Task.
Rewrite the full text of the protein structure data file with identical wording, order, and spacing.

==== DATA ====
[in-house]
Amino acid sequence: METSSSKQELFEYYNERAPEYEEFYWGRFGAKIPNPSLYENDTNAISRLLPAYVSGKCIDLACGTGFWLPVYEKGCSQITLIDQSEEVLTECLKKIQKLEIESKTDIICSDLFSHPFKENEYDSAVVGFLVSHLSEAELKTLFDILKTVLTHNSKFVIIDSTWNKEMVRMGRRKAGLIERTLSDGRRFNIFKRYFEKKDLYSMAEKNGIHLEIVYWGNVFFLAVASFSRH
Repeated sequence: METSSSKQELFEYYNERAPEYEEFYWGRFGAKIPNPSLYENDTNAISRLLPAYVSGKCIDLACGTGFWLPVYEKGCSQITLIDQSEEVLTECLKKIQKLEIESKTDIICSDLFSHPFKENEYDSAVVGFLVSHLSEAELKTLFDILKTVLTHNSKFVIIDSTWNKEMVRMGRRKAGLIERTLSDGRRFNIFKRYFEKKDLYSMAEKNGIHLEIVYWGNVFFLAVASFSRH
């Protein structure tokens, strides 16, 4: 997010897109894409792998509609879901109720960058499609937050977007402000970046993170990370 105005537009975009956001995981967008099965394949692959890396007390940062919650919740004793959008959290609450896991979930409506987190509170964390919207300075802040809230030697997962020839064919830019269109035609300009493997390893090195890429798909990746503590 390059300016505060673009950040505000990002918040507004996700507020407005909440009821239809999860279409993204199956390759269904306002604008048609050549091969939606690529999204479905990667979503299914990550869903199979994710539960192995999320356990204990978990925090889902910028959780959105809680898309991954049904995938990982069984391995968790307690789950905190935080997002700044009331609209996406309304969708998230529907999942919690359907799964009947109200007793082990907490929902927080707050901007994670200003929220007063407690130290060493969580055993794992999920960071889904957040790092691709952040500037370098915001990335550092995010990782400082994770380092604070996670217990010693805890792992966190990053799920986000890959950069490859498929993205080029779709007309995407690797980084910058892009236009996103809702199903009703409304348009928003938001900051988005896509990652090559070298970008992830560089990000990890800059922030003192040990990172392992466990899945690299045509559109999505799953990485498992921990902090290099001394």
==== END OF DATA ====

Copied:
[in-house]
Amino acid sequence: METSSSKQELFEYYNERAPEYEEFYWGRFGAKIPNPSLYENDTNAISRLLPAYVSGKCIDLACGTGFWLPVYEKGCSQITLIDQSEEVLTECLKKIQKLEIESKTDIICSDLFSHPFKENEYDSAVVGFLVSHLSEAELKTLFDILKTVLTHNSKFVIIDSTWNKEMVRMGRRKAGLIERTLSDGRRFNIFKRYFEKKDLYSMAEKNGIHLEIVYWGNVFFLAVASFSRH
Repeated sequence: METSSSKQELFEYYNERAPEYEEFYWGRFGAKIPNPSLYENDTNAISRLLPAYVSGKCIDLACGTGFWLPVYEKGCSQITLIDQSEEVLTECLKKIQKLEIESKTDIICSDLFSHPFKENEYDSAVVGFLVSHLSEAELKTLFDILKTVLTHNSKFVIIDSTWNKEMVRMGRRKAGLIERTLSDGRRFNIFKRYFEKKDLYSMAEKNGIHLEIVYWGNVFFLAVASFSRH
């Protein structure tokens, strides 16, 4: 997010897109894409792998509609879901109720960058499609937050977007402000970046993170990370 105005537009975009956001995981967008099965394949692959890396007390940062919650919740004793959008959290609450896991979930409506987190509170964390919207300075802040809230030697997962020839064919830019269109035609300009493997390893090195890429798909990746503590 390059300016505060673009950040505000990002918040507004996700507020407005909440009821239809999860279409993204199956390759269904306002604008048609050549091969939606690529999204479905990667979503299914990550869903199979994710539960192995999320356990204990978990925090889902910028959780959105809680898309991954049904995938990982069984391995968790307690789950905190935080997002700044009331609209996406309304969708998230529907999942919690359907799964009947109200007793082990907490929902927080707050901007994670200003929220007063407690130290060493969580055993794992999920960071889904957040790092691709952040500037370098915001990335550092995010990782400082994770380092604070996670217990010693805890792992966190990053799920986000890959950069490859498929993205080029779709007309995407690797980084910058892009236009996103809702199903009703409304348009928003938001900051988005896509990652090559070298970008992830560089990000990890800059922030003192040990990172392992466990899945690299045509559109999505799953990485498992921990902090290099001394």